It looks, in the words of Nerdist, "kind of like the ghost of a plastic bag," and the description is apt. Scientists aboard the research vessel E/V Nautilus have posted video of a rarely seen jellyfish known as Deepstaria. As Mashable notes, the translucent creature has the ability to expand and change shape—a real-life shapeshifter—and that's precisely what it does in the video to the oohs and aahs of the researchers. The Deepstaria jellyfish is seldom seen because it lives in the deepest depths of the ocean, explains a post at Science Alert from last year. Researchers spotted this one at 2,590 feet while studying the Pacific Remote Islands Marine National Monument via remotely operated vehicle (ROV).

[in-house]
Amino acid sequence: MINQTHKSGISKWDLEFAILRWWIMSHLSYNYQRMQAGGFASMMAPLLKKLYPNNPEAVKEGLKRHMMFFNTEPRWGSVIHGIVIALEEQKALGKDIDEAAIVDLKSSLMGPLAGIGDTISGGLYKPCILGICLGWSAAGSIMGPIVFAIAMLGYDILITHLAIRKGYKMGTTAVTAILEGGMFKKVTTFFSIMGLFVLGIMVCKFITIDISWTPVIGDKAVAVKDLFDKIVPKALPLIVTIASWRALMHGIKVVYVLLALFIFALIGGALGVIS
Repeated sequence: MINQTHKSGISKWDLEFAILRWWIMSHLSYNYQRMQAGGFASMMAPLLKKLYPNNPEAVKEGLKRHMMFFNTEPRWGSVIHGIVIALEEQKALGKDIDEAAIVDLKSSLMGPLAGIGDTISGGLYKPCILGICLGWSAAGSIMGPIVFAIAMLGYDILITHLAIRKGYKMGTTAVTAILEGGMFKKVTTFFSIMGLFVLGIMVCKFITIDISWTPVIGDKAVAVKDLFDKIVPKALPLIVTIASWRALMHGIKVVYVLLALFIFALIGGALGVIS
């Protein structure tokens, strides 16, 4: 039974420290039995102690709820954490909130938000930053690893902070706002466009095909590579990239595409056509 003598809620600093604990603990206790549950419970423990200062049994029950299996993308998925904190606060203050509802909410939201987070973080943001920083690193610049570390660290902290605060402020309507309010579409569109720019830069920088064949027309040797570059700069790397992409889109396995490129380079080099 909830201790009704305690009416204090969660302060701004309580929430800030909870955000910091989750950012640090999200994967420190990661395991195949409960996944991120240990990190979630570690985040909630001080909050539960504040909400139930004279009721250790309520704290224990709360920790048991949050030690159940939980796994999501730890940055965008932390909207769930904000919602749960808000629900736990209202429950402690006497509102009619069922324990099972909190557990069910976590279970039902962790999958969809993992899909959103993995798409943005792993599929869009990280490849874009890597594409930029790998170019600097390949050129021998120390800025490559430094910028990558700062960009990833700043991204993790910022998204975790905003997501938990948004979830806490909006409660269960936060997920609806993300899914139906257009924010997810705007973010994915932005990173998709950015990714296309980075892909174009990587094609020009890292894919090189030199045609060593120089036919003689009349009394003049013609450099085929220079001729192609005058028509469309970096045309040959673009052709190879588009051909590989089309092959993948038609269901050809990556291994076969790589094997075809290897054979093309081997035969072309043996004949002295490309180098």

Especially intriguing about the new video is that the jellyfish has a small, bright-red companion, an isopod, actually living inside it. The scientists aren't quite sure of the relationship here. It's possible the jellyfish tried to eat the isopod at one point, but it survived and is now hanging around as a parasite. It's also possible they have more of a "symbiotic" relationship, as one researcher puts it in the video. A tweet from the research vessel explains that the jellyfish "unfurled" and "shapeshifted" in currents created by the thrusters of the ROV filming it. (Ever see a jellyfish as a big as a person?)